Decide whether you are truly committed to the process or if you just like the idea that your new habit is a possibility. Write down 3 reasons that your new habit is exciting for you, then identify why each one makes you feel that way.  

Why this step is important: Reminding yourself why you want to make a lasting change will boost your willpower. Your “whys” will also motivate you when you encounter resistance along the way.

Set Small Goals

Your small goals should be so easy that you can accomplish them with little motivation. Decided you want to walk for 30 minutes during your lunch hour? Begin by walking three minutes the first day.

Three minutes?! Yes.

Why this step is important: It’s exciting to set big, bold goals, and even

more thrilling to reach them, but your small, obtainable goals will be the stepping stones that lead to your ultimate success. Immediately trying to create a big change can trigger resistance in your brain. Trick it by sneaking in a small change, then build on that by increasing it in incremental ways at a pace you can sustain. This gives you easy wins, and a pleasurable path to your new habit.

Prepare for Success

Want to develop the habit of making an energy-boosting smoothie for breakfast every day? Have the ingredients on hand and ready so you’re not tempted to choose the toaster strudel instead. Prepare in advance to make your new habit a no-brainer. Take action ahead of time that will make it easy and convenient to accomplish your daily goal.  

Why this step is important: If it’s difficult and time consuming to take an action, it’s less likely that you will.

Visualize and Affirm

Repeatedly visualize yourself practicing your lifestyle change. See yourself hiking at the lake on Saturdays. Imagine the warmth of the sun on your face, the glimmer of light on the water, the soft ground beneath your feet as you take each step. Mentally rehearse the experience as if it was real.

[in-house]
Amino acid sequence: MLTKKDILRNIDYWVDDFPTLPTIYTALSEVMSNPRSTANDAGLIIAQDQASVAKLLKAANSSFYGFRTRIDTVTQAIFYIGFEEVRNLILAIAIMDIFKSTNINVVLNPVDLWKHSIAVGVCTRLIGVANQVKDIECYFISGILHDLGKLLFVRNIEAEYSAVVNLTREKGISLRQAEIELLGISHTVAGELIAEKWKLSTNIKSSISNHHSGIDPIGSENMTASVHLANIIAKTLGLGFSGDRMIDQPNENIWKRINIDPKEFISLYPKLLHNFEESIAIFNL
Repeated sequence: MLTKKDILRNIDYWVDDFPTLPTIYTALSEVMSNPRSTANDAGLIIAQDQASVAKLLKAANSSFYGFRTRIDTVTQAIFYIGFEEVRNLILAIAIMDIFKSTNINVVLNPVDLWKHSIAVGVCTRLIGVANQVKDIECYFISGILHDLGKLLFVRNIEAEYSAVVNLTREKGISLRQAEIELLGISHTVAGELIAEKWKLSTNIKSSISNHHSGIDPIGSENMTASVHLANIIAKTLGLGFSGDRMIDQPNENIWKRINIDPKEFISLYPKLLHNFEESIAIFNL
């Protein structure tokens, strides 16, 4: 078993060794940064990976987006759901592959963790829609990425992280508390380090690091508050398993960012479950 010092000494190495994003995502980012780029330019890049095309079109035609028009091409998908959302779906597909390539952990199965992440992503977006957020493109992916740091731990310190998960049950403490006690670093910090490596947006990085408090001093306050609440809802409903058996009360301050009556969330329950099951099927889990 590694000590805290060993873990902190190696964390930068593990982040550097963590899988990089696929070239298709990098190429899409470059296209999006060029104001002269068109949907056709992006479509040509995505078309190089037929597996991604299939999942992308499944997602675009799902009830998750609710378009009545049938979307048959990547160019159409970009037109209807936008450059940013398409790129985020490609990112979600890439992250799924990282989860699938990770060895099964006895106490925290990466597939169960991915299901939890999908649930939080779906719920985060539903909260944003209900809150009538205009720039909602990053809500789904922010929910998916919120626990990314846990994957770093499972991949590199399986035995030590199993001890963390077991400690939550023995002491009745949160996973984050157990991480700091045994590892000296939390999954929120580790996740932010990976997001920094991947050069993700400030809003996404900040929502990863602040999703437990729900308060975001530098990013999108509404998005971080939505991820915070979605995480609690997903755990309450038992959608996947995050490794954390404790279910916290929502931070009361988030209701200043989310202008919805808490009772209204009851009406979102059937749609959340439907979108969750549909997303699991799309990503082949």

Supplement your brain training by creating an affirmation that you continually repeat to yourself. For example, tell yourself, “I get up early and do yoga each morning.” Repeat those words often, especially before you fall asleep every night.

Why this step is important: By frequently repeating your affirmation and visualizing your new habit, you dramatically increase the speed at which your unconscious mind accepts that behavior and it becomes the default setting in your brain.

Manage Your Expectations

Persist, yet be patient—this is perhaps the most critical skill to practice when you’re making a lifestyle change. Common wisdom says it takes 21 days to create a habit. However, research has revealed that, on average, it takes 66 days for a new behavior to become automatic. Among study participants, that timeline varied from 18 to 254 days, depending on the behavior sought, the person and their circumstances, so patience is key.

Why this step is important: With persistence, your new habit will become a natural inclination. You’ll realize the power of good habits when you begin to feel uncomfortable when you don’t practice your new behavior.

Reward Yourself

Celebrate your victories! Reward yourself for practicing your new habit. Getting the hang of cooking healthier dinners? Treat yourself to a meal kit service whose menu choices align with your nutrition goals.

Why this step is important: By rewarding yourself, you reaffirm and reinforce your lifestyle change with positive consequences. Soon your brain begins to associate the pleasure of the reward with your new habit, causing you to look forward to the experience.

Dedicating yourself to this small-step process can lead to big, lasting changes. Imagine the vibrant life you can create for yourself by embracing the power of good habits—then get to work. Your best self is waiting!

 

Also published in Prime Women magazine